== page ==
Even if you opt to pay the ransom, you have no guarantees the attackers would provide the means to decrypt and restore data, nor can you be certain the data will not be sold, exposed or targeted for a direct attack at some later date.
6. Insider threats: The human element
Insider threats are posed by individuals within your organization or closely related to it, such as current or former employees, vendors and partners. Acting unwittingly or out of malice, they can easily let an attacker into the system, leaving all your sensitive data exposed.
In fact, according to Verizon in their 2020 Data Breach Investigation Report, over one-third of data breaches worldwide involved internal actors. An Egress study revealed that 31 percent of employees have mistakenly sent an email containing sensitive data to the wrong person.
Last but certainly not the least deadly, misconfigurations in your email platform can expose your network to a host of threats. For example, it could allow the sending of emails without authentication. If a cybercriminal exploited this vulnerability, they could send out emails impersonating anyone from the company’s executive level plunging you into a full-blown PR crisis.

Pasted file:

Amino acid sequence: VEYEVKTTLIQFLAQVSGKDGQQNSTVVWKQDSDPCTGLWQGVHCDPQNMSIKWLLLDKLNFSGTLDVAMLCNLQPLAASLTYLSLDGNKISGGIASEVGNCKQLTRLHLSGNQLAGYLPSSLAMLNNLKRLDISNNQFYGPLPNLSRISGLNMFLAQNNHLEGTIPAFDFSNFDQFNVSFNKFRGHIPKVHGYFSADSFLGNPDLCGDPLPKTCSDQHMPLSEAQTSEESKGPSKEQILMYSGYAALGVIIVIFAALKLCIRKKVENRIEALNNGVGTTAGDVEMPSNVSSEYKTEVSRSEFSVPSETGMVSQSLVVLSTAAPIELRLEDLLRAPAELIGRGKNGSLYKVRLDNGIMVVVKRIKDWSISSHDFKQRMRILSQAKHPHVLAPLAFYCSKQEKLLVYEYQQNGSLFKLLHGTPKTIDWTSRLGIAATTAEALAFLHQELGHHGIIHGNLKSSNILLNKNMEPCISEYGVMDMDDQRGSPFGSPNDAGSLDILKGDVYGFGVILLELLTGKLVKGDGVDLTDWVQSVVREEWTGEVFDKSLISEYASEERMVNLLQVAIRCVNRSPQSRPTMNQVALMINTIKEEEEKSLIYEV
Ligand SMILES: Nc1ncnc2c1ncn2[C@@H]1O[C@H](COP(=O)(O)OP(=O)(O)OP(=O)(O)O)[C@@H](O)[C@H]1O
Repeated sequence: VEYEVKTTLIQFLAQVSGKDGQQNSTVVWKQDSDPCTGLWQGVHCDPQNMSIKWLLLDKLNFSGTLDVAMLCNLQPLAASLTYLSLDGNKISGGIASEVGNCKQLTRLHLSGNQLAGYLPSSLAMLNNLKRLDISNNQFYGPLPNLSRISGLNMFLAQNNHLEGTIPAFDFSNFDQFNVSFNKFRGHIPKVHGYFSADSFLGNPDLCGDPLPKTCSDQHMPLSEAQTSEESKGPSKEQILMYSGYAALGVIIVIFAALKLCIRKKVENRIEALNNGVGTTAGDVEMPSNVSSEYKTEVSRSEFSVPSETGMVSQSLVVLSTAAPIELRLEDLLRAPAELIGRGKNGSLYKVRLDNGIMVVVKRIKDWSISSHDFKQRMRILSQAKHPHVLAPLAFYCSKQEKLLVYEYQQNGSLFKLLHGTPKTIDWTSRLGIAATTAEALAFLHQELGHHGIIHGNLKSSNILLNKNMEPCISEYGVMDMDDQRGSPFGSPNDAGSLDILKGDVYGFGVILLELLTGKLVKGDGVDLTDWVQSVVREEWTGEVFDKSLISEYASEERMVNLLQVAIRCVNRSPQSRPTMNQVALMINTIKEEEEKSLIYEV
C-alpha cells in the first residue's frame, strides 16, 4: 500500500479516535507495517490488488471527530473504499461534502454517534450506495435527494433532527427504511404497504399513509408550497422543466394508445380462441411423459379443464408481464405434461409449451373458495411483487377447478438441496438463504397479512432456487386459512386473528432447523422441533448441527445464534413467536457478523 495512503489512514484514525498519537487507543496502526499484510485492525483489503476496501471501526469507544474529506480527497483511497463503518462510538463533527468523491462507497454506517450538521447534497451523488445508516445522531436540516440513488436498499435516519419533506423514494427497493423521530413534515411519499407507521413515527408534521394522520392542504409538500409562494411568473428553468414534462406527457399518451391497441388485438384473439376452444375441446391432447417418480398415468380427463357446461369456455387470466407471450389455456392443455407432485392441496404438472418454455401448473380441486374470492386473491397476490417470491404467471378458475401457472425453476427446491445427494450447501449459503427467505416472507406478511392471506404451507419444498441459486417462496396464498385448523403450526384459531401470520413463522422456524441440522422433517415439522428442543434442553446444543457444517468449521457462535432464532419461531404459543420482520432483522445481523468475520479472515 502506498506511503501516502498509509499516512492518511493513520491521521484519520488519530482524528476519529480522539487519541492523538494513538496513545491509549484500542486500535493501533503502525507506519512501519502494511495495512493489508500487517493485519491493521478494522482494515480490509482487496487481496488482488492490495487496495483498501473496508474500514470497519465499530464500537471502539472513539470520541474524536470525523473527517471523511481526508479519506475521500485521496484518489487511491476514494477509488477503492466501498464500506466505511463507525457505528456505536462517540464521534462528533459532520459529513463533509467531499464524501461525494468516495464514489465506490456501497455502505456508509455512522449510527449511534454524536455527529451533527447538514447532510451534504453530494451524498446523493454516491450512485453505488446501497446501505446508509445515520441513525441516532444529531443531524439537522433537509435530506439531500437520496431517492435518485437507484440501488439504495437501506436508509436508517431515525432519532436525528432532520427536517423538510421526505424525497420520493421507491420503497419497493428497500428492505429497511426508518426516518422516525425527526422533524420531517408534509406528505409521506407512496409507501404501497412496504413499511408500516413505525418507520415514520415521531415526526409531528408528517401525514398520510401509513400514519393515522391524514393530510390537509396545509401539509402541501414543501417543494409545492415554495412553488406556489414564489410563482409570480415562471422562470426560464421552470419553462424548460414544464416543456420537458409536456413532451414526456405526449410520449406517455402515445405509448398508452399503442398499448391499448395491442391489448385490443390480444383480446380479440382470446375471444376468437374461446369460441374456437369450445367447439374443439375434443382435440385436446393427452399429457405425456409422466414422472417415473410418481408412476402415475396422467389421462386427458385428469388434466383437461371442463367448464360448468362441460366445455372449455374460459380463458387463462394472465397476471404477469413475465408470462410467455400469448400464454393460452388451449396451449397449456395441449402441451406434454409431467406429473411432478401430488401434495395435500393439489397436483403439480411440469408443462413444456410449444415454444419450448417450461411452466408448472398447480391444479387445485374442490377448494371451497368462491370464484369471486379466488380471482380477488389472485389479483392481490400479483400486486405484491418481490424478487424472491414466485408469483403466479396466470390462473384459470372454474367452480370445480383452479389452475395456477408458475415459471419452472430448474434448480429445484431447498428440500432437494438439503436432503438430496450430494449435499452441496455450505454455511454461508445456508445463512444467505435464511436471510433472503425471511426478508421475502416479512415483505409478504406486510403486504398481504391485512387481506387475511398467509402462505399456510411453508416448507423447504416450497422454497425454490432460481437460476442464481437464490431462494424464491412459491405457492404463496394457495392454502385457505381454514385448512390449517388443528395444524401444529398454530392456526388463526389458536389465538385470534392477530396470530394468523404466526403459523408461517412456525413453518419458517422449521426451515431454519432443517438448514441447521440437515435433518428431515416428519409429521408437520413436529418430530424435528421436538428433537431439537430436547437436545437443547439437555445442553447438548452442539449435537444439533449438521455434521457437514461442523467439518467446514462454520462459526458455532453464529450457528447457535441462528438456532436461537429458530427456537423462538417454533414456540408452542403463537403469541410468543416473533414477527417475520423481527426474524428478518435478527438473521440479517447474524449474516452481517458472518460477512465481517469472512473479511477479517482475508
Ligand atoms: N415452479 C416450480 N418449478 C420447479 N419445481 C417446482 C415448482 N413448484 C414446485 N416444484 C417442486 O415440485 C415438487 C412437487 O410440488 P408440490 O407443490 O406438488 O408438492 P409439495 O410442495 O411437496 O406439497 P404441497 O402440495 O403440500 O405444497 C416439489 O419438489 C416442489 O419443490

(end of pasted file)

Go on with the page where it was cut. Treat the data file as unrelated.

It’s Time to Engage All Defenses
Your firewall and antivirus won’t stop an attack caused by most of the cyberthreats listed above. An attack takes place almost every 39 seconds (or approximately 2,240 times a day, as per the University of Maryland). The longer you wait, the more likely you are to be a hacker’s next victim. You need to go on the offensive. A managed IT services partner can help you craft a robust two-pronged approach – implementing the best cybersecurity solutions and providing your employees with extensive security awareness training.
At Kite, our comprehensive, multi-layered approach is designed to extend 24/7 protection to our clients. Our cybersecurity services follow best practices, help you meet regulatory compliance and protect your insurance agency through:
Firewall & Network Monitoring, Support and Maintenance
AV / Malware Protection & Remediation
Enhanced Endpoint Security
Security Awareness Training
Enhanced DNS Security
Dark Web Monitoring
Enhanced Endpoint Security
Don’t wait for a cybercriminal to strike. Contact us today and safeguard your business.
Article curated and used by permission.